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Senators concerned as Trump official disputes UN climate change warning

The Trump administration on Sunday again appeared at odds with lawmakers over the severity of climate change and how it should be addressed in wake of a United Nations report warning of potential dire consequences.

The report, which warns that the world is on a path toward catastrophic climate change if greenhouse gas emissions aren't cut dramatically by 2030, was a key focus of the Sunday news shows, with top White House economic adviser Larry Kudlow pushing back against it.

Sens. Chris Van Hollen (D-Md.), Bernie Sanders (I-Vt.) and Jeff Flake (R-Ariz.), meanwhile, were quick to call for action, and Republican Sen. Marco Rubio (Fla.) acknowledged the scientific consensus that humans are the chief contributor to climate change.

The report, made public last week by the U.N.'s Intergovernmental Panel on Climate Change, says the world needs to decrease emissions by 45 percent by 2030 to avoid catastrophic consequences.

Kudlow disputed the report during an appearance on ABC's "This Week," saying that he believes "they overestimate" and questioning the degree to which humans have contributed to climate change.

"I'm just saying do we know precisely, and I mean worth modeling, how much of it is man-made, how much of it is solar, how much of it is oceanic, how much of it is rainforest and other issues. I think we're still exploring all of that," he said.

"I don't think we should panic," Kudlow added. "I don't think there's an imminent disaster coming, but I think we should look at this in a level-headed and analytic way."

Kudlow's skepticism over the severity of global climate change falls in line with the views of President Trump, who has previously called climate change a "hoax" and last week appeared to question the accuracy of the U.N. report.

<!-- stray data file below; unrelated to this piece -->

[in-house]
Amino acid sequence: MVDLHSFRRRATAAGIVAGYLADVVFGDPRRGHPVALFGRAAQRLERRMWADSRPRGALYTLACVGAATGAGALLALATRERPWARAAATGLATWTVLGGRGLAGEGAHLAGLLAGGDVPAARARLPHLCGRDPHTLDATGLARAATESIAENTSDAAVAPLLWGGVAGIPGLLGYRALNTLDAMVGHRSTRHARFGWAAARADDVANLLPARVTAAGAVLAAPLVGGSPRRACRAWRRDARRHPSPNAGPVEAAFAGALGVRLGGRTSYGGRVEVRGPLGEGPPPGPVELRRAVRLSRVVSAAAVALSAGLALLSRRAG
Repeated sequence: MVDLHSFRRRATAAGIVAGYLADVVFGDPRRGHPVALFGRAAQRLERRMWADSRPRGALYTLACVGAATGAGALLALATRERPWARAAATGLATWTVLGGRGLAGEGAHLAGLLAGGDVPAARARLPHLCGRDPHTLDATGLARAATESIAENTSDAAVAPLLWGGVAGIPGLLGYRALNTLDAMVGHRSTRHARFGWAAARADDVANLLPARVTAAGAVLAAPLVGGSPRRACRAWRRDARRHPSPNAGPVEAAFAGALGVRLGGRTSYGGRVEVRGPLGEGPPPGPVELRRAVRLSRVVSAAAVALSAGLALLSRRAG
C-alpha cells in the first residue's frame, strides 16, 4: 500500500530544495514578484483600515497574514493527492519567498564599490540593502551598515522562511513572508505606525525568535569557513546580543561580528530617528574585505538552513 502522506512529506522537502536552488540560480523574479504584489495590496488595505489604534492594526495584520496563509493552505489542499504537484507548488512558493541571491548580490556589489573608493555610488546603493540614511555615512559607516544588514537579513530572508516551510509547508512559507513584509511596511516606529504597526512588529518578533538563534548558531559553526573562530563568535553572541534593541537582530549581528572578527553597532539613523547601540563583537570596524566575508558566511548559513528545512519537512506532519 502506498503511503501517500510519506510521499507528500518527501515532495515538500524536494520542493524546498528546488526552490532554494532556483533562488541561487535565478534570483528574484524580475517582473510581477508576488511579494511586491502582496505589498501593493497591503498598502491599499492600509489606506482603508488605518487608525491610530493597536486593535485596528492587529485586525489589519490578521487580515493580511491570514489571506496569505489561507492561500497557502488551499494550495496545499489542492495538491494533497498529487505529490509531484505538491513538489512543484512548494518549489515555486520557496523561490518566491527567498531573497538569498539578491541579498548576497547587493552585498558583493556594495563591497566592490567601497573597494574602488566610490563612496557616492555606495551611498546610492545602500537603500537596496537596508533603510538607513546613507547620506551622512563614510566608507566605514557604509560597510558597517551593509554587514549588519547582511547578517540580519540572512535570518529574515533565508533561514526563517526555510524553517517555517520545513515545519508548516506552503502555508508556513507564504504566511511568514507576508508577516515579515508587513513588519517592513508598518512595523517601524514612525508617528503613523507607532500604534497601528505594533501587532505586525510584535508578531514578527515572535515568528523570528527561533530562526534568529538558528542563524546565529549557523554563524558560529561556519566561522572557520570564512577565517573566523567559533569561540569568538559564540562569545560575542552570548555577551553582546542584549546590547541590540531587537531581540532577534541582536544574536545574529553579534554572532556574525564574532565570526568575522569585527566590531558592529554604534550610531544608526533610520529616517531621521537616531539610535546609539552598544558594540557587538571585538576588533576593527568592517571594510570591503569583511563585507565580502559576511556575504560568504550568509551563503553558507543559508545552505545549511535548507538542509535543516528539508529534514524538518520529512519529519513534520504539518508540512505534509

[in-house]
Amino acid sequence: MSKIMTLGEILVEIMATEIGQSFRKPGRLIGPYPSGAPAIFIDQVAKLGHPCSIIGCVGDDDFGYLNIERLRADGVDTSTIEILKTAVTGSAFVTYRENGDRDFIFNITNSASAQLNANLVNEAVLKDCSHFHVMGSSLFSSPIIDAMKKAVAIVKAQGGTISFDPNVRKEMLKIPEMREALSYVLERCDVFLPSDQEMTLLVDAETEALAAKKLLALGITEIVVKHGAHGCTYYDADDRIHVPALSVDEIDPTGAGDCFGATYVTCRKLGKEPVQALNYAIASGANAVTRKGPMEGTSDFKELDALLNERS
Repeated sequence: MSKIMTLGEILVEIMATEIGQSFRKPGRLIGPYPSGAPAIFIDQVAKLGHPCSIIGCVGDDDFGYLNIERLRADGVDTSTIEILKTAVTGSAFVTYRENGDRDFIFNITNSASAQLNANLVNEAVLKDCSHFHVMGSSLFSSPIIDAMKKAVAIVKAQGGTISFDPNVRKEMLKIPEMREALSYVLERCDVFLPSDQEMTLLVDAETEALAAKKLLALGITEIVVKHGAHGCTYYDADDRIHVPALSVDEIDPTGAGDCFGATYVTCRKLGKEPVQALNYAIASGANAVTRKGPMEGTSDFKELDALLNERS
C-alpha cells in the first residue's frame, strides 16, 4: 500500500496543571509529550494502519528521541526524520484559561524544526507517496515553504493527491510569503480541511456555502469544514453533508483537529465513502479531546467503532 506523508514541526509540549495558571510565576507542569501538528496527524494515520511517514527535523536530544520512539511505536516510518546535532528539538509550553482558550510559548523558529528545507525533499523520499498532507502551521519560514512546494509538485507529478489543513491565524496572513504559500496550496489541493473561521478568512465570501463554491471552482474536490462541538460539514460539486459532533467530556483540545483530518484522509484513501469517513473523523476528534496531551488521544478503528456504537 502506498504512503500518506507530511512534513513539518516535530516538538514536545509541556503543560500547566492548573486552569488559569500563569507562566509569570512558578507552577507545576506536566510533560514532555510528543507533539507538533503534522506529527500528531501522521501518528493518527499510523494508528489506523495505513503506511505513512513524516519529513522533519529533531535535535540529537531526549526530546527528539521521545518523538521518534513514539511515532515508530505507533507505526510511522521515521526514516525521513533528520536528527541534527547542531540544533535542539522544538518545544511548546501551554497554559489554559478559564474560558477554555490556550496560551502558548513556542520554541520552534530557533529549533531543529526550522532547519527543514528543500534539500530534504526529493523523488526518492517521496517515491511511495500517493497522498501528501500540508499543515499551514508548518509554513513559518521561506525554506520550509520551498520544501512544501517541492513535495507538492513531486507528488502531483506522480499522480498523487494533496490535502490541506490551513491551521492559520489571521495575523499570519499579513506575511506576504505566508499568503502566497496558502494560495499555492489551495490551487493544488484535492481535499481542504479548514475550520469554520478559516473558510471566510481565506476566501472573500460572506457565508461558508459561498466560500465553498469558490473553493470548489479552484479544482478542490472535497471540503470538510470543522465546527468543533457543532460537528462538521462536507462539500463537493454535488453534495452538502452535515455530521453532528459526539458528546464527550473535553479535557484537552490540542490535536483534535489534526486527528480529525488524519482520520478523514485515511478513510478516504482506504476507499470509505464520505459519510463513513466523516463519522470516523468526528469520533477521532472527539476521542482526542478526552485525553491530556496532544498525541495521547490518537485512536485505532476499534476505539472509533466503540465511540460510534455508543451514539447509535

Sanders, also appearing on ABC's "This Week," slammed Kudlow over his comments, calling them "so irresponsible, so dangerous."

"It's just hard to believe that a leading government official could make them," the Vermont senator said. "We have 12 years to substantially cut the amount of carbon in our atmosphere, or this planet, our country, the rest of the world, is going to suffer irreversible damage."

Concern stemming from the report crossed the political aisle on Sunday, with Flake saying on "This Week" that the report is "pretty dire." He also said he believes Republicans who have downplayed the scientific consensus on climate change are going in the wrong direction and called on the GOP to take a leading role in confronting the issue.

"I hope that we can move along with the rest of the world and address this," Flake said. "There are things that we can do and should do and I think Republicans need to be at the forefront if we want to keep our place and keep our seats."

Van Hollen, a Democratic senator from Maryland, also called on Republicans to address the issue, saying on CBS's "Face the Nation" that the GOP needs to "stop making things worse." 

Van Hollen pointed to the release of the U.N. report and Hurricane Michael, which made landfall last week in Florida and devastated the Florida Panhandle, as evidence of climate change's severity.

"And at the same you have the Trump administration and a lot of Republicans who just want to put their head in the sands. They don't want to hear the information," Van Hollen said.

"This administration and Republicans in Congress are actually rolling back auto emission standards, rolling back clean power plant rules. Let's stop making things worse and then we definitely need to take action to make things better," he added.

But Rubio raised doubts over what lawmakers should do in response to climate change, even as he said he recognizes the scientific consensus that human activity is the main driver of the issue.

When asked on "Face the Nation" whether he believes humans are the chief contributor to climate change, the Florida senator said it's his view that "that's what a lot of scientists say."

He added, however, that policies that are considered in response to climate change need to be weighed against "the public interest and other topics."

"If we're going to have that debate about whether certain laws should be passed in order to alleviate what some scientists or a lot of scientists are saying is the cause of this, that has to be balanced with the public interest and other topics like the economy and the like," he said.